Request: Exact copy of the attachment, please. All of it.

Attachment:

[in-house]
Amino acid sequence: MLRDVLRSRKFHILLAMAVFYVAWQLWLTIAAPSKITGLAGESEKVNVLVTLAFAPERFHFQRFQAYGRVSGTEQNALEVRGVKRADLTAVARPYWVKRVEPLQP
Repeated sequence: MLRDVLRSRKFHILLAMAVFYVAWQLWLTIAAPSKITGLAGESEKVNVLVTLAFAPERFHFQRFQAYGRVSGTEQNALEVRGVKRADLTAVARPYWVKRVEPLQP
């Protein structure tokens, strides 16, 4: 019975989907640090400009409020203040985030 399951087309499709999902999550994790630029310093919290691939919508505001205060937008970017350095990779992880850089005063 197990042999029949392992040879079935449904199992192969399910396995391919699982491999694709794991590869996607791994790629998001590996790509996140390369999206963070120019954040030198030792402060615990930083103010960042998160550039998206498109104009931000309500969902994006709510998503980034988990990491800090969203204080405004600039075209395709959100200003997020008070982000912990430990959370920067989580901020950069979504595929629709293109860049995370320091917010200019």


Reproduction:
[in-house]
Amino acid sequence: MLRDVLRSRKFHILLAMAVFYVAWQLWLTIAAPSKITGLAGESEKVNVLVTLAFAPERFHFQRFQAYGRVSGTEQNALEVRGVKRADLTAVARPYWVKRVEPLQP
Repeated sequence: MLRDVLRSRKFHILLAMAVFYVAWQLWLTIAAPSKITGLAGESEKVNVLVTLAFAPERFHFQRFQAYGRVSGTEQNALEVRGVKRADLTAVARPYWVKRVEPLQP
């Protein structure tokens, strides 16, 4: 019975989907640090400009409020203040985030 399951087309499709999902999550994790630029310093919290691939919508505001205060937008970017350095990779992880850089005063 197990042999029949392992040879079935449904199992192969399910396995391919699982491999694709794991590869996607791994790629998001590996790509996140390369999206963070120019954040030198030792402060615990930083103010960042998160550039998206498109104009931000309500969902994006709510998503980034988990990491800090969203204080405004600039075209395709959100200003997020008070982000912990430990959370920067989580901020950069979504595929629709293109860049995370320091917010200019």